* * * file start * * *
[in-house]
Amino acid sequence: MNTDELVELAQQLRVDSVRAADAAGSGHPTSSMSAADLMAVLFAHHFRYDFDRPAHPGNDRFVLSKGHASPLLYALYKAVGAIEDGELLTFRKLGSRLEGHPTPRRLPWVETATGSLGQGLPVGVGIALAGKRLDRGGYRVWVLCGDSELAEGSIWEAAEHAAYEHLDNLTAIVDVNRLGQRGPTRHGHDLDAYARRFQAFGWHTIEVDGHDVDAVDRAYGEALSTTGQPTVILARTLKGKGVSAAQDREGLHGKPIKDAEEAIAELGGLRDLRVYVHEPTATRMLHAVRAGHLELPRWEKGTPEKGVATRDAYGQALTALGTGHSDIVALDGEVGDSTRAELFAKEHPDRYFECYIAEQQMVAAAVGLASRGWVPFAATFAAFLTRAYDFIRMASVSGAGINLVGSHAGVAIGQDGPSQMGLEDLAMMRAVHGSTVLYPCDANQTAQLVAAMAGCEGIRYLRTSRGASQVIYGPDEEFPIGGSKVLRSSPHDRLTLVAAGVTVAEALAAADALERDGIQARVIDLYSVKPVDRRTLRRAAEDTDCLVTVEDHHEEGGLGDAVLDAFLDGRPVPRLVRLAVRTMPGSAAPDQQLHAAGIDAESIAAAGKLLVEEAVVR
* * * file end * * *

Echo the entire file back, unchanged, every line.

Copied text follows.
[in-house]
Amino acid sequence: MNTDELVELAQQLRVDSVRAADAAGSGHPTSSMSAADLMAVLFAHHFRYDFDRPAHPGNDRFVLSKGHASPLLYALYKAVGAIEDGELLTFRKLGSRLEGHPTPRRLPWVETATGSLGQGLPVGVGIALAGKRLDRGGYRVWVLCGDSELAEGSIWEAAEHAAYEHLDNLTAIVDVNRLGQRGPTRHGHDLDAYARRFQAFGWHTIEVDGHDVDAVDRAYGEALSTTGQPTVILARTLKGKGVSAAQDREGLHGKPIKDAEEAIAELGGLRDLRVYVHEPTATRMLHAVRAGHLELPRWEKGTPEKGVATRDAYGQALTALGTGHSDIVALDGEVGDSTRAELFAKEHPDRYFECYIAEQQMVAAAVGLASRGWVPFAATFAAFLTRAYDFIRMASVSGAGINLVGSHAGVAIGQDGPSQMGLEDLAMMRAVHGSTVLYPCDANQTAQLVAAMAGCEGIRYLRTSRGASQVIYGPDEEFPIGGSKVLRSSPHDRLTLVAAGVTVAEALAAADALERDGIQARVIDLYSVKPVDRRTLRRAAEDTDCLVTVEDHHEEGGLGDAVLDAFLDGRPVPRLVRLAVRTMPGSAAPDQQLHAAGIDAESIAAAGKLLVEEAVVR